Fuller believed that what was driving so many in his day toward coldness in their affections toward God was inordinate enthusiasm—even obsession—with political happenings. He saw in politics a distinctive power over the human imagination that uniquely competed for ultimate supremacy within the soul.
Listen to how he described the process:
“When a man’s thoughts and affections are filled with such things as these [politics], the Scriptures become a kind of dead letter, while the speeches and writings of politicians are the lively oracles.”
For those obsessed with politics, the glorious realities of Christ and his kingdom become uninteresting. The good news of the gospel loses its luster in the ever-changing spin cycle of Fox News and CNN.
One of the minor side effects of COVID-19 has been more time spent online for just about everyone. I confess that I have spent more time online in the past three months than during any other three-month period in my life. During this time—and certainly precipitated by tragic civic unrest—I’ve come to believe that many professing Christians rely on partisan politics to provide the primary paradigm through which they see the world.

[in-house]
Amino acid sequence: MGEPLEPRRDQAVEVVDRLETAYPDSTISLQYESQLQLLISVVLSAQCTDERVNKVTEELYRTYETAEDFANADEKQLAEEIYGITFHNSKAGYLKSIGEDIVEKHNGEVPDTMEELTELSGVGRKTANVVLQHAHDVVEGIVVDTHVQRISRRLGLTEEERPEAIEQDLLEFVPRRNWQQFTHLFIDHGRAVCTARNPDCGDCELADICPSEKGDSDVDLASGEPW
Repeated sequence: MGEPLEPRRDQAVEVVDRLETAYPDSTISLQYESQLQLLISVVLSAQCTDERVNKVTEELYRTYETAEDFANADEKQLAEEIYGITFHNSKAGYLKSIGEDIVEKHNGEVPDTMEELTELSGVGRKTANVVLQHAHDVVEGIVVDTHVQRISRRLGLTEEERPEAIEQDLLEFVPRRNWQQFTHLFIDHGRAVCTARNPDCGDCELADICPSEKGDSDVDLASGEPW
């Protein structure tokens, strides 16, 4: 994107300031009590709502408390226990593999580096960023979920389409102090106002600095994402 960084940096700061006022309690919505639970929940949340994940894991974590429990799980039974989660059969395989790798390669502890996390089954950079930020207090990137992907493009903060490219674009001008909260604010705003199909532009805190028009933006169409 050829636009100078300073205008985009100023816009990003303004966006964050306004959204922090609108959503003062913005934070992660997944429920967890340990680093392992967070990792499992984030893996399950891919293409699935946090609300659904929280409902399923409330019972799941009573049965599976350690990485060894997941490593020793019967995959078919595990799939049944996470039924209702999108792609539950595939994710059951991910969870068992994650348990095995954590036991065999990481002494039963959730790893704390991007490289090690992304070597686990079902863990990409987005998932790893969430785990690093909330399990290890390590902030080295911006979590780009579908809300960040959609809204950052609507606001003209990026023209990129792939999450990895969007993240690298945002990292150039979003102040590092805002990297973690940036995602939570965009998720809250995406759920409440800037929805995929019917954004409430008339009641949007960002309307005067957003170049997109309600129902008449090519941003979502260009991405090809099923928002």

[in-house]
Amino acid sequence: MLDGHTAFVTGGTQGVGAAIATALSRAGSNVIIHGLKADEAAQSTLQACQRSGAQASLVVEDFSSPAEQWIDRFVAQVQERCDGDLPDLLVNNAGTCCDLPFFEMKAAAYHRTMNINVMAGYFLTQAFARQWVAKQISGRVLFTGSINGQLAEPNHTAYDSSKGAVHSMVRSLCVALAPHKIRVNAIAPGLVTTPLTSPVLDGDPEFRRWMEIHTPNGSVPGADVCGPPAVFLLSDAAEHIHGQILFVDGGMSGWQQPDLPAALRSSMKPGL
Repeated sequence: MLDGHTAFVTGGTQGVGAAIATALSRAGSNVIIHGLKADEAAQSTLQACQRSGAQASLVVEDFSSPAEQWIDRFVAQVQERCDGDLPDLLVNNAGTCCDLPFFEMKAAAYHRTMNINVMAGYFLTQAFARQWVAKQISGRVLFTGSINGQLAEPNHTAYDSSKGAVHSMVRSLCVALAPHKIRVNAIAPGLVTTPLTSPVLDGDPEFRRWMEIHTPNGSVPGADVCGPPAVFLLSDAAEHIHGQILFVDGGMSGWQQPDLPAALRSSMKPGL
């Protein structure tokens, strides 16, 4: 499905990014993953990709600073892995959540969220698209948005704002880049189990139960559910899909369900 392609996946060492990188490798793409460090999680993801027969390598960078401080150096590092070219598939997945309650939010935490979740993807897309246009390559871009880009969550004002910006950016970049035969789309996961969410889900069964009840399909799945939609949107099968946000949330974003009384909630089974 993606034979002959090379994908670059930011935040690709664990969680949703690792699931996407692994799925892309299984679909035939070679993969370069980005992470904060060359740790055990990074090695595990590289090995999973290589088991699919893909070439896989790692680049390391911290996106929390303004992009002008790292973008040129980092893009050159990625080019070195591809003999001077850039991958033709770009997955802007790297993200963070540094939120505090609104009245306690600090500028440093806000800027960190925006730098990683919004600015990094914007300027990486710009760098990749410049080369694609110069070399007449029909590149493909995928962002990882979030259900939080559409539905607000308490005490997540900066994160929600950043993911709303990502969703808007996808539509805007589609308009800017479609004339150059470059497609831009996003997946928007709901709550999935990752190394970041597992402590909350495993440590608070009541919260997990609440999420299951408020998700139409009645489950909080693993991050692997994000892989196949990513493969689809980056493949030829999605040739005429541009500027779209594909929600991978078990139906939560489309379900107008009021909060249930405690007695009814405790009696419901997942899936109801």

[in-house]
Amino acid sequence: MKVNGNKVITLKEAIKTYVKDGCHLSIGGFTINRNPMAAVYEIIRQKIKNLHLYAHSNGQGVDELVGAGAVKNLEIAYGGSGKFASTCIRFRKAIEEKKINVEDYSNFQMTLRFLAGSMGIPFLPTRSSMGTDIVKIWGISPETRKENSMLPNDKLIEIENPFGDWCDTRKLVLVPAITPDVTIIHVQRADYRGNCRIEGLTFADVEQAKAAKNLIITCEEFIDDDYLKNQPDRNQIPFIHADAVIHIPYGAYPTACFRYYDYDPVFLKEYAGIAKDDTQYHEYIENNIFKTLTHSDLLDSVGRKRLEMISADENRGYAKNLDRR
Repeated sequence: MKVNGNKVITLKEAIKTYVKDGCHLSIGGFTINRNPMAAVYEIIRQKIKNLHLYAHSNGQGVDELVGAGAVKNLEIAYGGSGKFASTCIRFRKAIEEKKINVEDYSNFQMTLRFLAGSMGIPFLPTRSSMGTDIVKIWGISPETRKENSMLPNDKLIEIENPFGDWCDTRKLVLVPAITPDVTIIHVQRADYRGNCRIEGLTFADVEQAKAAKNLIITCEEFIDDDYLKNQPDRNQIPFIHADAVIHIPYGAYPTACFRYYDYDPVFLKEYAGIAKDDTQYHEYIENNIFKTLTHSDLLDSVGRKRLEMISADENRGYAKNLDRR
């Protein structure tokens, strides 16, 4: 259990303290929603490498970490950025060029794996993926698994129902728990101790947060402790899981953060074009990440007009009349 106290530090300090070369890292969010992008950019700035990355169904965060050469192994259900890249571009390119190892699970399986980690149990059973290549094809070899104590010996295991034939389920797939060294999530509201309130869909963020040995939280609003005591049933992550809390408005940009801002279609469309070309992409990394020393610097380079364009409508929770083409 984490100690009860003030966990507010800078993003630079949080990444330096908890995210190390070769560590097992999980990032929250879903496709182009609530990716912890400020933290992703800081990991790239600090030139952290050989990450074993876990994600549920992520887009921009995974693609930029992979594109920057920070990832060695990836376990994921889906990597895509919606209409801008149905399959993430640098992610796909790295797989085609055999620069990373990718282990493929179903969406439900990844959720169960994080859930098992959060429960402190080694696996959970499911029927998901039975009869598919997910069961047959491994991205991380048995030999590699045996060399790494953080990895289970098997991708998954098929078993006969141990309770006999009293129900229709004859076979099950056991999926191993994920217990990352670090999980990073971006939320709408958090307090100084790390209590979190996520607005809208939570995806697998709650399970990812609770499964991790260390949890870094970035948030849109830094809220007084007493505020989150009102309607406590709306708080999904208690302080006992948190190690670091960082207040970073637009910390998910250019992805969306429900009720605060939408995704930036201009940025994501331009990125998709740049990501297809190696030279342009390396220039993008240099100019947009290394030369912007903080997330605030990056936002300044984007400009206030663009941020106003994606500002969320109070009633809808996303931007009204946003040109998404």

I am sometimes fearful that the voices of Ben Shapiro, Sean Hannity, and Rachel Maddow carry more weight for many Christians than the voice of the prophets, apostles, and their pastors. I’ve come to the sad realization that every time I make a contemporary application from the gospel to cultural implications, people are sizing me up politically as if being a partisan of Jesus is insufficient.
But when we blindly follow the agenda of party over the values of the kingdom, we are in danger of making politics our functional god. When our public discourse parrots the talking points of blue or red rather than the radical call of neighbor love, we are in danger of losing the credibility of our witness. When the tone of our discourse matches the spewed hatred that has come to polarize our nation, we can no longer claim to be representing the Way of Jesus.
So how do we carry ourselves politically? Fuller spoke with characteristic wisdom on that issue as well:
If a wise man wishes to gain over a nation to any great and worthy object, he does not enter into their little differences, nor embroil himself in their party contentions; but, bearing good-will to all, seeks the general good: by these means he is respected by all, and all are ready to hear what he has to offer. Such should be the wisdom of Christians. There is enmity enough for us to encounter without unnecessarily adding to it.
The gospel is offensive enough, so let’s allow people to be offended by it. When we replace the gospel with politics in our affections, we will draw the battle line in the wrong place and drown out the mesmerizing voice of Jesus beneath the tired drone of petty partisan squabbles. We must not allow our political alliances to block the path to the only one who has the words of life (John 6:38).
–This article originally appeared at davidprince.com.